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These are questions that very few lawyers and even fewer people accused of DUI can answer. Most know that their blood was drawn into a glass tube and that a report was issued by the Tennessee Bureau of Investigations listing a claimed blood alcohol concentration, but know very little about what happens in between. The process of blood testing can and does fill entire books, but this article should provide a good treetops view of what goes on at the TBI lab.
Blood alcohol tests are performed by using a gas chromatograph. It’s box shaped design is to allow for it to be opened from the front just like the small oven that it is. The front panel can be opened and a “column” is installed inside. A column is a very thin flexible tube made of glass, through which the sample travels. The column connects on one end to an “injection port,” where the sample is inserted, and on the other end to a “flame ionization detector.”
The “sample,” in the case of blood alcohol testing, isn’t actually blood, its air. A very small amount of a DUI suspect’s blood is placed in a sealed vial. A needle is inserted into the vial and the air above the blood is removed. That air that is removed is the sample that is tested.
This is possible because alcohol is volatile, meaning that it will move from the liquid to the air and reach a state of equilibrium, so that the amount in the air is proportional to the amount in the blood, at least assuming everything at the lab is done properly. Once the air sample is removed from the vial it is inserted into the machine, goes onto the column and travels all the way through the column until it reaches the detector at the end.
During this travel the different substances in the sample take different amounts of time to reach the detector. That means that for example, alcohol will reach the detector in 1 minute, another substance will reach in 2 minutes, and a third will reach in 3 minutes. That is how the machine decides if there is alcohol present. Only alcohol will take a certain amount of time. Therefore, if something exits the column at that certain amount of time, the machine calls it alcohol. If it takes a different amount of time, the machine says its not alcohol. If alcohol is identified, then the amount that exits the column is measured, and compared against a known standard amount that was tested earlier to “quantify” or determine the content of alcohol in the sample.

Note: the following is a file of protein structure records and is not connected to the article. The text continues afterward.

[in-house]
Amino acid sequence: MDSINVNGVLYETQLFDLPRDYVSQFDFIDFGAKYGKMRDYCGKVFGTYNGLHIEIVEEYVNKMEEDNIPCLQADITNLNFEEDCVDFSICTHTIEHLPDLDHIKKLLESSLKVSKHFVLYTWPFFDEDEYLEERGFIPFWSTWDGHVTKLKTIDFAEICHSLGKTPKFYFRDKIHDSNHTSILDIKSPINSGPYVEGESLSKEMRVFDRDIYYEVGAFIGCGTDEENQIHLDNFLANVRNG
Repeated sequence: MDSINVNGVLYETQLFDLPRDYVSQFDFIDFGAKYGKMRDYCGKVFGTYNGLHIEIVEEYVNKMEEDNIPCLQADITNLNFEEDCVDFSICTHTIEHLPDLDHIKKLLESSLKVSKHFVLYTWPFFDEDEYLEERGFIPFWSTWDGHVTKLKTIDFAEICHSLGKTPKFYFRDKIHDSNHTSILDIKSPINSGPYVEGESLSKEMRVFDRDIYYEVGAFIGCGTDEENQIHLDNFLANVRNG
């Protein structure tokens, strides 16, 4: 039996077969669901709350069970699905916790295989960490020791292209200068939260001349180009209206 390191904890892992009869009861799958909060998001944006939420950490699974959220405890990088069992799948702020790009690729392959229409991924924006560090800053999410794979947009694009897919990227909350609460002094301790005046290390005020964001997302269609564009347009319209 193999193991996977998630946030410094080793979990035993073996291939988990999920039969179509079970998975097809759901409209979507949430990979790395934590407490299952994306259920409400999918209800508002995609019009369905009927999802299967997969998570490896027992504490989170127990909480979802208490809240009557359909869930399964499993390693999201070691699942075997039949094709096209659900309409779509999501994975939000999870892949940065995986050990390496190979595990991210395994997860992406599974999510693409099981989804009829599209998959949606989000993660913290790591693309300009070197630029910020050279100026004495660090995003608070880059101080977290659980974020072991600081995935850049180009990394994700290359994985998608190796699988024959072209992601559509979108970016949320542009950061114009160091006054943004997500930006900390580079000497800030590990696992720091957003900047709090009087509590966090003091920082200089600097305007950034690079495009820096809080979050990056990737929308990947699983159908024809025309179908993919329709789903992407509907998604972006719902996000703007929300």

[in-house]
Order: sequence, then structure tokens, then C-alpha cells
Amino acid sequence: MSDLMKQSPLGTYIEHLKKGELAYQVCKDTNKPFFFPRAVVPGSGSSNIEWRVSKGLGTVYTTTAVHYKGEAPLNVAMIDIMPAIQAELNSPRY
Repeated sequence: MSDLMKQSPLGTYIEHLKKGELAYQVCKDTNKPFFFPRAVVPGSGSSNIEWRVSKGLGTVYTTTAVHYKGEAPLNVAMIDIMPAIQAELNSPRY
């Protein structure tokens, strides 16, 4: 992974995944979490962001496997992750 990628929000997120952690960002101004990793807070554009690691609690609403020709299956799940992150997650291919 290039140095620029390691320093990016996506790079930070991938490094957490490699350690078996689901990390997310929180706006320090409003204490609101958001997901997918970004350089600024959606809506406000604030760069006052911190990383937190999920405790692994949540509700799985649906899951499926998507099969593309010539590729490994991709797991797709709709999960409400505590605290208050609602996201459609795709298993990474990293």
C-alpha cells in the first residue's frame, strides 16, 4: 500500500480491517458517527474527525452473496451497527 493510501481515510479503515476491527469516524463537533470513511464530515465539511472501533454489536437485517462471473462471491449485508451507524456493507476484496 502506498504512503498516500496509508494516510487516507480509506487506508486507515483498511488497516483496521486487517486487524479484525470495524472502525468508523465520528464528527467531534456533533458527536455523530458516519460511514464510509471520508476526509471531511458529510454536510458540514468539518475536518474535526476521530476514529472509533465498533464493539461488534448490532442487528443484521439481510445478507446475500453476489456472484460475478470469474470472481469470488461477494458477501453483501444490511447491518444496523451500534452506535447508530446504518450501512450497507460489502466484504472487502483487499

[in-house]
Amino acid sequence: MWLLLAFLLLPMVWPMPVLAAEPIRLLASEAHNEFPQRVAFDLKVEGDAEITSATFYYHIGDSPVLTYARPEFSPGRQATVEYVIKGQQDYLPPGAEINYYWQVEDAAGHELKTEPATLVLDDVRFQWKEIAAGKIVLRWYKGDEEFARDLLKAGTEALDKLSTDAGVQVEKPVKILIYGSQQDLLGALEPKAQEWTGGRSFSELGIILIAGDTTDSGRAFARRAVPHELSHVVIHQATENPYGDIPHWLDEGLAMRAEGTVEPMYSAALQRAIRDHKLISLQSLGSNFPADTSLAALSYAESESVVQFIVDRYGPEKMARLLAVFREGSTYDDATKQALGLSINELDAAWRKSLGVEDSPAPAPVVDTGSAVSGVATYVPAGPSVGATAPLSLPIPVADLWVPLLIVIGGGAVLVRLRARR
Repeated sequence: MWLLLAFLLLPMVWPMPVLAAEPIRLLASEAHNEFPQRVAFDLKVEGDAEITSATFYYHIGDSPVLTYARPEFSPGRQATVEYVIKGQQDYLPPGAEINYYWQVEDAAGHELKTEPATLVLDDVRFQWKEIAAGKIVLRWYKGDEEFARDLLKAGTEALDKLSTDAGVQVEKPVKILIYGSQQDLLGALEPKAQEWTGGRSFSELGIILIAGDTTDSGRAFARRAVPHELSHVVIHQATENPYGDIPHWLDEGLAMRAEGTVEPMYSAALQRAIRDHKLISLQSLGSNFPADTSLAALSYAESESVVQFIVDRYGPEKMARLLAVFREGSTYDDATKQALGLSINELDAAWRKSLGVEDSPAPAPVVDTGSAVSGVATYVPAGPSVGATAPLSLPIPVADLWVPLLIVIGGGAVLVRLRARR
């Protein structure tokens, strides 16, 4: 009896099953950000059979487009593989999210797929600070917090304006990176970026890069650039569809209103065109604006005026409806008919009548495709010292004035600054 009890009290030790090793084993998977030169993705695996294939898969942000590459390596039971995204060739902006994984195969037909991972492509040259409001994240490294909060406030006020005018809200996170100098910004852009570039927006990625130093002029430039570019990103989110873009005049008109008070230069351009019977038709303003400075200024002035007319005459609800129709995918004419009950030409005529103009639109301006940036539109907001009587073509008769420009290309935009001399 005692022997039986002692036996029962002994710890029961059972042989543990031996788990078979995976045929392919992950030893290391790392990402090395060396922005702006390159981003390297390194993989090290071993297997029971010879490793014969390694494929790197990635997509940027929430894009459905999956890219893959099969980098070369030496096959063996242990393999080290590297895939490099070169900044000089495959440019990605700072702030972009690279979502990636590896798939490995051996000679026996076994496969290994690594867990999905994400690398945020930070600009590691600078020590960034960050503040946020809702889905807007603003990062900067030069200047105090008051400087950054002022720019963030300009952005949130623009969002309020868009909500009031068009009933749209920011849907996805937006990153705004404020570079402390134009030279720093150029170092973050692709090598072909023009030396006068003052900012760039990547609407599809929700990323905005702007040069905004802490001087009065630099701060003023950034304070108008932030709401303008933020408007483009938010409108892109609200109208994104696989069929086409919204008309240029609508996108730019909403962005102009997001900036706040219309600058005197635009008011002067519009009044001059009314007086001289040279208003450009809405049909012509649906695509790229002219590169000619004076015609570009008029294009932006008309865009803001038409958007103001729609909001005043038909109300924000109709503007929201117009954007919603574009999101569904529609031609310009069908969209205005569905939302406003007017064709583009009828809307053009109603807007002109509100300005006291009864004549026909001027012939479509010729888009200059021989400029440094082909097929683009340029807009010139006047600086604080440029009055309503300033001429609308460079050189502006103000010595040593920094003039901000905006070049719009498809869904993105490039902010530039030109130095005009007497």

The machine has to be “taught” what its looking for and where. The process of teaching the machine is filled with potentials for human and machine error. Gas chromatography, when done correctly, is a legitimate and well respected testing mechanism, but like any other machine, its not magic and it can be wrong.
That is a very simplified description of how a DUI blood sample is tested for alcohol. It’s a complex process and is subject to error at many stages. If a blood test has come back higher than you think it should have or if it reports alcohol and you hadn’t been drinking, it is important that you contact an attorney who understands the science behind gas chromatography and blood testing. You can reach a DUI lawyer at the Barnes Law Firm to answer all your blood alcohol or drug testing questions, and any others you have. Call (865) 269-9296 or email us at questions@https://www.johnbarneslaw.com.
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